Interview with Jailbreaking Curator Florian Wüst
Florian Wüst is a Berlin based artist and independent film curator who works on issues concerning the history of post-war Germany and modern technical progress. For this year’s Impakt Festival, he curated the Jailbreaking programme, which combines historical and contemporary works of video art, experimental and corporate film. Jailbreaking is defined as the process of overriding software limitations in computer systems, and gaining root file access in smart phone and tablet devices in order to execute modifications and install third-party components. In a recent interview, Florian told us about the two Jailbreaking programs, which reflect on the potentials and limits of reciprocity in our information and media driven society.
Can you flesh out this idea of jailbreaking and talk about why you chose it as a theme for the program? What should audiences at Impakt expect when they come to the screenings?
When [Festival Director] Arjon asked me to contribute to “The Right to Know” Festival I thought that [jailbreaking] would be a great starting point as a metaphor. It doesn’t relate directly to the theme of the festival, but the programme creates a reference to historical and contemporary artistic interventions into the media mainstream, from television to the internet. It takes jailbreaking as a background metaphor to discuss the potentials and limits of reciprocity in our information-driven society.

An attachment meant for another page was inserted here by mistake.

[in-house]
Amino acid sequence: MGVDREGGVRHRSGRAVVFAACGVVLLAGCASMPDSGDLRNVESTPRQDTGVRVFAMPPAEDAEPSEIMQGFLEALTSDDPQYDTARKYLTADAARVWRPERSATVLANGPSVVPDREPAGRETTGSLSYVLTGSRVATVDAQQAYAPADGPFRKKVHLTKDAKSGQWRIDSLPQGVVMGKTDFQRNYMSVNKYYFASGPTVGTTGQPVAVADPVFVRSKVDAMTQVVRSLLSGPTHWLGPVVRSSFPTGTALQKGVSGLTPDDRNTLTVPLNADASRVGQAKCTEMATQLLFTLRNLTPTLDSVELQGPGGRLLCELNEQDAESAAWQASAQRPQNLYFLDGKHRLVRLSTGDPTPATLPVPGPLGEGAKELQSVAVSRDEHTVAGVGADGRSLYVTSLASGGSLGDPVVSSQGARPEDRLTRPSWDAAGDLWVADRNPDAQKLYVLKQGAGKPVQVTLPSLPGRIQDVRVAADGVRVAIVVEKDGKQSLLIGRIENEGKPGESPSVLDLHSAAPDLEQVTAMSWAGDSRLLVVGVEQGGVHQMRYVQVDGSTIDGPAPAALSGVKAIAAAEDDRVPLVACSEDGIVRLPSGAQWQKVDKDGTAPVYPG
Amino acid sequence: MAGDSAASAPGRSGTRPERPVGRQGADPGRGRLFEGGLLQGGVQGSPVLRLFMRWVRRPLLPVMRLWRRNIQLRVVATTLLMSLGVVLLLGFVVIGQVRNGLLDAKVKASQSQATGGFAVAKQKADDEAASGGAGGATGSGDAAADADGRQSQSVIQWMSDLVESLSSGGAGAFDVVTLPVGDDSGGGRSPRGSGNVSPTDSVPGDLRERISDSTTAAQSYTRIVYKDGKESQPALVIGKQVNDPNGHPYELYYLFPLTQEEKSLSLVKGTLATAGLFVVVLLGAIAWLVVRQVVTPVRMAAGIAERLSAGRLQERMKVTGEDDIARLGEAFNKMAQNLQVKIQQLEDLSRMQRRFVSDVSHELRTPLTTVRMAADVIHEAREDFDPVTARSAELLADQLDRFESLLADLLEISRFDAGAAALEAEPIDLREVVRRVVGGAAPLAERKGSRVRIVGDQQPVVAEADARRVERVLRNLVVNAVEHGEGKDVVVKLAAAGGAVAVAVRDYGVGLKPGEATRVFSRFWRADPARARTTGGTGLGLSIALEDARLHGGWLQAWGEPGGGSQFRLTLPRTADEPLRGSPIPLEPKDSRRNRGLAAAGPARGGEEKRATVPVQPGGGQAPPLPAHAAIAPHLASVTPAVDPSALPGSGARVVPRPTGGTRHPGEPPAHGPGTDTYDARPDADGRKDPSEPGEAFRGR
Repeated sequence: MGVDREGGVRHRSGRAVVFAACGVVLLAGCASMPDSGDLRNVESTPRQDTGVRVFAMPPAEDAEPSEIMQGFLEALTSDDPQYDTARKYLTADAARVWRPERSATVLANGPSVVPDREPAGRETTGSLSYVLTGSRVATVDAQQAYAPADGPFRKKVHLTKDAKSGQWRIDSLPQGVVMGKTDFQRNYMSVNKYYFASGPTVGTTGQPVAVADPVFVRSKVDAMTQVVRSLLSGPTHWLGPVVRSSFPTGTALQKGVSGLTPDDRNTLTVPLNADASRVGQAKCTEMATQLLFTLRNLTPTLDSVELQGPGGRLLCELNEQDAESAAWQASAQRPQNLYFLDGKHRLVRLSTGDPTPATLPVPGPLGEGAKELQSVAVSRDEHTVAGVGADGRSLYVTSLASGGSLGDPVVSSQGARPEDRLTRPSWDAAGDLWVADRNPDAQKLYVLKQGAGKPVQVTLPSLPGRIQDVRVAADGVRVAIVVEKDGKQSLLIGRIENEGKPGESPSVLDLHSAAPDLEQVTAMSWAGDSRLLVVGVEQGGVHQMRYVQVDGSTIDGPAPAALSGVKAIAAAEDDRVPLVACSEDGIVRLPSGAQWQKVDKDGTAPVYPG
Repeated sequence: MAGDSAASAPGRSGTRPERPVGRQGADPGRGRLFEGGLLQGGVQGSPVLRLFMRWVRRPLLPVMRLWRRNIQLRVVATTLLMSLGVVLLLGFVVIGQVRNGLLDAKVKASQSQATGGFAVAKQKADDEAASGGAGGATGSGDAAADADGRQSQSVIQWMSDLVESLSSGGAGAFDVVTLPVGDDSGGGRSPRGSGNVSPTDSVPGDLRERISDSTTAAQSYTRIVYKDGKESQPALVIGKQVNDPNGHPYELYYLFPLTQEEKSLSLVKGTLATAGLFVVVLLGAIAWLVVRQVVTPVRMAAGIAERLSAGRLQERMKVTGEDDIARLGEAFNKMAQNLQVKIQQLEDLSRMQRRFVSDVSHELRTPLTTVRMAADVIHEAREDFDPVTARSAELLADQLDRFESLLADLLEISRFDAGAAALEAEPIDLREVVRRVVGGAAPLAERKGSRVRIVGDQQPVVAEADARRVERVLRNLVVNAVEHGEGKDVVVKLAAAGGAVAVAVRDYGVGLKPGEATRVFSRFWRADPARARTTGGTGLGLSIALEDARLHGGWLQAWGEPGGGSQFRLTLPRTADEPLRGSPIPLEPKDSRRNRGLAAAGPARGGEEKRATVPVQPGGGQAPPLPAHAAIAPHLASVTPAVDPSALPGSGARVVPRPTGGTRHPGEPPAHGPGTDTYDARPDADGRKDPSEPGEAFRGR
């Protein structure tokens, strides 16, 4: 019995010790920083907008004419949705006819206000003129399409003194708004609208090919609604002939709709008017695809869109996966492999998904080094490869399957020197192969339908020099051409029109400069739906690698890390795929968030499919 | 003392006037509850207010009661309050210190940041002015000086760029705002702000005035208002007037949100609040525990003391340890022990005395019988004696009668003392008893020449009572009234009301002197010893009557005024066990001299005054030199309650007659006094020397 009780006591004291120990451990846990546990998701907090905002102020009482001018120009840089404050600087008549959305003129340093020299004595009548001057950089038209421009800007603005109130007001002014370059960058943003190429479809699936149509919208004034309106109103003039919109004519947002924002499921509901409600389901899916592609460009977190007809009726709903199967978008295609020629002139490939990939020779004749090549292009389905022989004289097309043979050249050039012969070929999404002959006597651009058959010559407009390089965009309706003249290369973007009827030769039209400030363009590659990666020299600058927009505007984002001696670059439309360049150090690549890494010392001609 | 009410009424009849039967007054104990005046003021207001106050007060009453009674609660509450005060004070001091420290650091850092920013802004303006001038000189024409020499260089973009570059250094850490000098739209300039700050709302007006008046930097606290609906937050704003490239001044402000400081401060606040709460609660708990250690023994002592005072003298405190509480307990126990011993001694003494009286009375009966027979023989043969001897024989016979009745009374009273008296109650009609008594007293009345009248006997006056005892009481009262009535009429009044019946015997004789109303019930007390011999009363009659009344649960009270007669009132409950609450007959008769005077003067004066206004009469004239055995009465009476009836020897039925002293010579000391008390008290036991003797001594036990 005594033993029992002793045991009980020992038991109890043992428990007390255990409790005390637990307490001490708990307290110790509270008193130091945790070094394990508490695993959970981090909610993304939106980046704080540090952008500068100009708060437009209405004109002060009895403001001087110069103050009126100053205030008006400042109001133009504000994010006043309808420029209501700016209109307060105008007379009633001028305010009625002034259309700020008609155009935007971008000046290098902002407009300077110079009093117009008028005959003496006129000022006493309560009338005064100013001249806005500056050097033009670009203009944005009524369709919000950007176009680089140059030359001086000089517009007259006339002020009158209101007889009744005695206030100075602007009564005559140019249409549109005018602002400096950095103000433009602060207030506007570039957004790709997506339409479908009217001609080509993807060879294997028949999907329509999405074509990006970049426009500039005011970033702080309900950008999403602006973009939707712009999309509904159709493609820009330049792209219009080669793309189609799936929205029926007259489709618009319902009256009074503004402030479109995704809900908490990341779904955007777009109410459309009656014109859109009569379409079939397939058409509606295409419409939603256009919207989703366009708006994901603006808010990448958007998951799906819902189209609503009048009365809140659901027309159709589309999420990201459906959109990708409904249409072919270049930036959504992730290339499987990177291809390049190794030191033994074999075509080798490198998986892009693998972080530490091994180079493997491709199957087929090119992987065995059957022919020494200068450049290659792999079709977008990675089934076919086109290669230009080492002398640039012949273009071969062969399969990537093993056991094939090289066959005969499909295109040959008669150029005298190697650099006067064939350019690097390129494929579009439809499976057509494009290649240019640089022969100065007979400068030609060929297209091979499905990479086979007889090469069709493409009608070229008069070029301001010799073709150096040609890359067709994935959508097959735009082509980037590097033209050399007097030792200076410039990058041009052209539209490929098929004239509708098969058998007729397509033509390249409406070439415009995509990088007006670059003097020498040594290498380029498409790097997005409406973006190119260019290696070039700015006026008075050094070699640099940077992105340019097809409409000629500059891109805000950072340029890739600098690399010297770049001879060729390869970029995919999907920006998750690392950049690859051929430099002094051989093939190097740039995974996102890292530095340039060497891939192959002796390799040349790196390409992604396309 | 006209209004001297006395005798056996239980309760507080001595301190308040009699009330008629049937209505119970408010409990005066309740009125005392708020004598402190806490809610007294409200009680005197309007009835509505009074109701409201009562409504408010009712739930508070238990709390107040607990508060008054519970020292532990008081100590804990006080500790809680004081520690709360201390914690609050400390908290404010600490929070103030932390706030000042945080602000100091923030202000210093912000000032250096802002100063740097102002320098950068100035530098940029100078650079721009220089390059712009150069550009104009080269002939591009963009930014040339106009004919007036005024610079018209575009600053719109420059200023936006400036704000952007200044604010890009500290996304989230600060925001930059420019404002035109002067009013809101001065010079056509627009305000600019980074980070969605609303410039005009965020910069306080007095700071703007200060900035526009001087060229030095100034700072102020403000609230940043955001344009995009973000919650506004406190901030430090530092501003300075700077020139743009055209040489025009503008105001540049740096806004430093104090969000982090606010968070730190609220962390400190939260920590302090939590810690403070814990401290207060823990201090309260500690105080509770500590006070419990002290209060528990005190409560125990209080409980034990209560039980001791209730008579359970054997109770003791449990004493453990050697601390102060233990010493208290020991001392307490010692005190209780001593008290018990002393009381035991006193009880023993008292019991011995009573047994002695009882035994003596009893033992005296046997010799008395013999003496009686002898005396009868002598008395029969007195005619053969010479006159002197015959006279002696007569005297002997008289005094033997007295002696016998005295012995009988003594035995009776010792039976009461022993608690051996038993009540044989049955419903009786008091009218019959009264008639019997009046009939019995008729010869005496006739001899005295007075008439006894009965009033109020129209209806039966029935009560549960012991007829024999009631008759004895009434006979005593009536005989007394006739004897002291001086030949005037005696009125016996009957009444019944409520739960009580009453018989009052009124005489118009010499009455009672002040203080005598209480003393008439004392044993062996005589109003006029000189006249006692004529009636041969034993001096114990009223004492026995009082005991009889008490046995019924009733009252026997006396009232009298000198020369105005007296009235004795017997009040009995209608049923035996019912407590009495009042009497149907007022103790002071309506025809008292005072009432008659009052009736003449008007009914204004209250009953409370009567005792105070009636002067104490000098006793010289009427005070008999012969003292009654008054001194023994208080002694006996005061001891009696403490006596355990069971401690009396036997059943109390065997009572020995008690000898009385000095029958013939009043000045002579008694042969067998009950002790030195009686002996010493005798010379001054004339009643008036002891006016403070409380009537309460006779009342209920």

It seems like the program is specifically interested in approaching jailbreaking from a historical angle. Can you talk more about that?
The program combines films from 2010 with films back to early the 1930s. Not only that, it also combines different genres: experimental film, video art, and also corporate films that were made for promotional reasons to document not only production processes but also to promote the technologies in the first place. Hans Richter’s Europa Radio is about the potentials for radio. Another one that’s about early television is the RCA presentation Television from 1939. It explains how television works technically, and of course wants to introduce TV as the media of the future, as a totally new culture of information dissemination and entertainment. A really interesting example is Das Magische Band, about the magnetic tape from the late 50s. Das Magische Band is not an industrial film in the classical sense of the genre, but rather an essayistic reflection on the benefits of magnetic tape for modern society. For instance, it philosophically discusses sound, the nature of hearing, the nature of recording—instead of bluntly documenting the manufacturing of magnetic tape in the factory.
How does jailbreaking resonate with the Impakt theme, “The Right to Know”?
It’s a lot about the ambiguity of the current situation. On the one hand you have the seemingly unlimited access to information, everything seems to be out there. On the other hand there’s a new dimension of restrictions that restrict that type of access. The question is how you access it and how it’s controlled or not—and of course that’s something that becomes very clear in this moment of jailbreaking. The program wants to reflect on how media is produced.
There is a wide variety of films in this program, spanning many decades and produced in many parts of the world. Can you talk about this variety and how the films work together in the program?